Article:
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#8 of 25 Old 07-18-2008, 05:43 PM
 
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I am not sure why she has not done an evalution ... $$? Maybe your local university can provide affordable testing.

The book A Call to Brilliance should be ordered for her immediately. I believe the author had two children who started reading very late, but at least one was ready for college ... it was something like, didn't read until 9, entered college at 11. My cousin is a university professor, considered very brilliant and important in his field. He didn't read until 6 or pursue his PhD until he was 40.
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#9 of 25 Old 07-18-2008, 06:52 PM
 
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Not recognizing letters at 7 is a huge red flag for either a vision problem or a learning disability, at least if she's been in school (homeschool or formal school) for 2 years (I'm assuming she's going into second grade).

Yes, it's possible to be 2E (Twice exceptional - being both learning disabled and gifted).

I would ask the mom "Why do you keep asking? She's clearly artistically gifted, and she seems very bright. Are you worried about her reading?"

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#10 of 25 Old 07-18-2008, 07:02 PM
 
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Originally Posted by zeldamomma View Post
I'm not an expert, but my gut feeling is that if an otherwise bright child can't learn her letters at that age, it's time for an assessment.
I think this is the crux though. Are we assuming that the 7 year old is in a school that teaches academics? I ask because my daughter attends a Waldorf school where they do not start to teach reading until the age of 7. Even a gifted child needs to have some exposure to something before they can learn it.
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#11 of 25 Old 07-18-2008, 08:32 PM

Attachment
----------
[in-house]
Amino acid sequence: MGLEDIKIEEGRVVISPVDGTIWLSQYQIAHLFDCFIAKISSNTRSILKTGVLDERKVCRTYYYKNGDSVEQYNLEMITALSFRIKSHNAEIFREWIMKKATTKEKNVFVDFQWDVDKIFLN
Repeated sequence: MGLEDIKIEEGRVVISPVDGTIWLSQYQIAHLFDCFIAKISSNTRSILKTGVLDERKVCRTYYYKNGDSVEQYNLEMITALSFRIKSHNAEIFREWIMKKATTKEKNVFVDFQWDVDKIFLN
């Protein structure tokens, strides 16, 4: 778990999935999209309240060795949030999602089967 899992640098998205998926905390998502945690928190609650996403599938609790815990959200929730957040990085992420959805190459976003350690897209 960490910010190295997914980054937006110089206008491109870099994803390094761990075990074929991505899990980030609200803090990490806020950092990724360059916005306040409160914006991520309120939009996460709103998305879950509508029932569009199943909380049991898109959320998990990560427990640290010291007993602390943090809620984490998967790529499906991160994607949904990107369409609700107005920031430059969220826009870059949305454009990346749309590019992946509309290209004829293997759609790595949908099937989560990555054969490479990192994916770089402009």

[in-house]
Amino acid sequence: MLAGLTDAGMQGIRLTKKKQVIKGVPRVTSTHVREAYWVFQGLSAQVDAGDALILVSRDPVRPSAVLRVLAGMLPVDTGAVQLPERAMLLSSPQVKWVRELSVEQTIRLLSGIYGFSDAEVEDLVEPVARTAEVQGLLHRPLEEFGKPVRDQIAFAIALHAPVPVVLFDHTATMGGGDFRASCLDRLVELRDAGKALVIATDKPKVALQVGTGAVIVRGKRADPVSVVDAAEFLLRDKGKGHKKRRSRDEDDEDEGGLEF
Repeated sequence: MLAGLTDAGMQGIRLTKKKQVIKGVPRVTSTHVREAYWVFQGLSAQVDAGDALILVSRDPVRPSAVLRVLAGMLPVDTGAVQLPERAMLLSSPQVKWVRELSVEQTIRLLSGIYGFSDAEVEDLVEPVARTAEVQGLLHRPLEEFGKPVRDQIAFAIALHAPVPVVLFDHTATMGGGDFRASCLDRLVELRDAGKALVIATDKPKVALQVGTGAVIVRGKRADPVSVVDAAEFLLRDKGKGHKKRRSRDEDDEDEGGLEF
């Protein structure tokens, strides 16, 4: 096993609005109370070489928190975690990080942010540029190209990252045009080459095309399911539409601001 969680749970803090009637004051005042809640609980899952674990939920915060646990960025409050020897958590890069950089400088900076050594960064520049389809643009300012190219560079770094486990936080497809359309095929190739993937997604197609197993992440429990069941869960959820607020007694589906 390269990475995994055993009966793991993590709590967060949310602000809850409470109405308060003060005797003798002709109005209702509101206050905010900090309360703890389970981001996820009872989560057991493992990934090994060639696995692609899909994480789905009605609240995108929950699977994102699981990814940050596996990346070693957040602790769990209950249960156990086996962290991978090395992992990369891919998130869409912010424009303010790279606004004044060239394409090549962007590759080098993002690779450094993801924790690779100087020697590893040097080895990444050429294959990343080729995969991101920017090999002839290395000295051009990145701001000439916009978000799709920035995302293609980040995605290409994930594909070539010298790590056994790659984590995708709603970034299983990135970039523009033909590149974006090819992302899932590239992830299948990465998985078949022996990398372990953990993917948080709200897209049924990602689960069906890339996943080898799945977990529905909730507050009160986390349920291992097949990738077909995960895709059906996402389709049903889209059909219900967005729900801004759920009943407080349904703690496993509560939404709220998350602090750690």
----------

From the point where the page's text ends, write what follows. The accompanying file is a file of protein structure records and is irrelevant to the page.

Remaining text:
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In short, yes. My younger dd tests as exceptionally gifted on an IQ test, but she has never been as strong of a reader as her older sister. She's not a "late" reader in that she started reading a little at 4.5 and reads a bit above grade level now (she's 7.75 and entering 3rd grade), but not tremendously above grade level. Her reading is still a bit slower (in terms of speed) than I'd like. Her sister was reading old college textbooks of mine by her age and I did wonder what that meant, but apparently it doesn't correlate with a big difference in their IQs.

In the instance you describe, I would worry about a learning disability as others have mentioned, though. My other worry would be damage to the child's self image if the mom places that much value on the child being academically/intellectually gifted. What if the child isn't? That isn't a problem, but it will be if it is clear to the child that mom wants her to be and I imagine the child is aware of it by this point. We've been witness to a situation like this which has been very painful to watch and has caused a lot of psychological difficulty for the child.
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#12 of 25 Old 07-18-2008, 08:37 PM
 
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Originally Posted by Hannahsmummy View Post
I think this is the crux though. Are we assuming that the 7 year old is in a school that teaches academics? I ask because my daughter attends a Waldorf school where they do not start to teach reading until the age of 7. Even a gifted child needs to have some exposure to something before they can learn it.
I agree that a child needs exposure, but surely a 7 year old has noticed signs and printing on various things -- all that include the alphabet. I would have a hard time imagining a child that hasn't "heard" the alphabet song at least once by the time they are 7, but I could definitely be wrong. I would think that the child would be curious about the alphabet enough to know more letters than those in her name. I wouldn't be surprised if this is a learning disability of some sort.

Regardless, the mother has concerns -- If the dc is in the public school system, the parents can easily request testing, and the child is also eligible through the PS for testing even if they homeschool. If it is a LD, the sooner it's discovered, the better.

ETA: I'm assuming that the mother is reading to this child. If a child has been exposed to numerous books, it seems like questions about letters and words would be inevitable by 7.